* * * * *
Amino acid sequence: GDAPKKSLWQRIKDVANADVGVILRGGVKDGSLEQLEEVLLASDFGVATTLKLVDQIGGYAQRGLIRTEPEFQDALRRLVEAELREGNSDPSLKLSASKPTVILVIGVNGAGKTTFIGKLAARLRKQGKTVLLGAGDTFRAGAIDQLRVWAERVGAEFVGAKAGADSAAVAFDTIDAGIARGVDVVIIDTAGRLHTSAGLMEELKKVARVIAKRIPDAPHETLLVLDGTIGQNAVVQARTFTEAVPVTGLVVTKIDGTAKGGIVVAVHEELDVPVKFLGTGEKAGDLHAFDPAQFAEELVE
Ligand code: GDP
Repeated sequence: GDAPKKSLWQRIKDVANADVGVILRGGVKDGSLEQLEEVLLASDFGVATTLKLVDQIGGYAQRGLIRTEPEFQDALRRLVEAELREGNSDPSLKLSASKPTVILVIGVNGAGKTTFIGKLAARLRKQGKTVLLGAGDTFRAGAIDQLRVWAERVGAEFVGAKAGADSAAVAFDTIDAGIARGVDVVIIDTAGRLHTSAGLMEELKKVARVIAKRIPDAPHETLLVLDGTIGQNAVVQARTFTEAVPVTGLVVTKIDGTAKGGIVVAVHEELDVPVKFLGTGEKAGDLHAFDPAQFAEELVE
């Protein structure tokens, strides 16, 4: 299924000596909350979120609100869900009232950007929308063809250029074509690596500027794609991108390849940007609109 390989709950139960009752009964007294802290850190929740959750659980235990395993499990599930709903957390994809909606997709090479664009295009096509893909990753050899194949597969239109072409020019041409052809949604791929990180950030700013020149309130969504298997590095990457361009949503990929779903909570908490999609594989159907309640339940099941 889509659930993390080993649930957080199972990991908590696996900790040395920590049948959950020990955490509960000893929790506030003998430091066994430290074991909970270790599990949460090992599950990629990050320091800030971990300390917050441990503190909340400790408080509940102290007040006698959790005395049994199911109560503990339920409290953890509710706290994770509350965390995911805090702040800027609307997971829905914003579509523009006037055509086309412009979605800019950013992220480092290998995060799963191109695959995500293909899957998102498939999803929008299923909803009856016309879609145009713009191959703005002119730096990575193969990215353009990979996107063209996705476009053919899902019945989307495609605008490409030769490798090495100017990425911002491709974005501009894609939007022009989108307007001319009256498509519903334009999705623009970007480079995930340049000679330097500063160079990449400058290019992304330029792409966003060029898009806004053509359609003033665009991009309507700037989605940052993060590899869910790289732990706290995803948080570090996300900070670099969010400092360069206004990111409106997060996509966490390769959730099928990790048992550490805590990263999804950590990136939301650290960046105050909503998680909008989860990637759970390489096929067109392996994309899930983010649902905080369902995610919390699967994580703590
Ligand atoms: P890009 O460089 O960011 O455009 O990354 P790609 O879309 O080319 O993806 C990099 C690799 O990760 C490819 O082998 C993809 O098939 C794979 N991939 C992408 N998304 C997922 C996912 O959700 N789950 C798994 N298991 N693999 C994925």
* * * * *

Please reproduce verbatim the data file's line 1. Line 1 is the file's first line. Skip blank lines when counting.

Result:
Amino acid sequence: GDAPKKSLWQRIKDVANADVGVILRGGVKDGSLEQLEEVLLASDFGVATTLKLVDQIGGYAQRGLIRTEPEFQDALRRLVEAELREGNSDPSLKLSASKPTVILVIGVNGAGKTTFIGKLAARLRKQGKTVLLGAGDTFRAGAIDQLRVWAERVGAEFVGAKAGADSAAVAFDTIDAGIARGVDVVIIDTAGRLHTSAGLMEELKKVARVIAKRIPDAPHETLLVLDGTIGQNAVVQARTFTEAVPVTGLVVTKIDGTAKGGIVVAVHEELDVPVKFLGTGEKAGDLHAFDPAQFAEELVE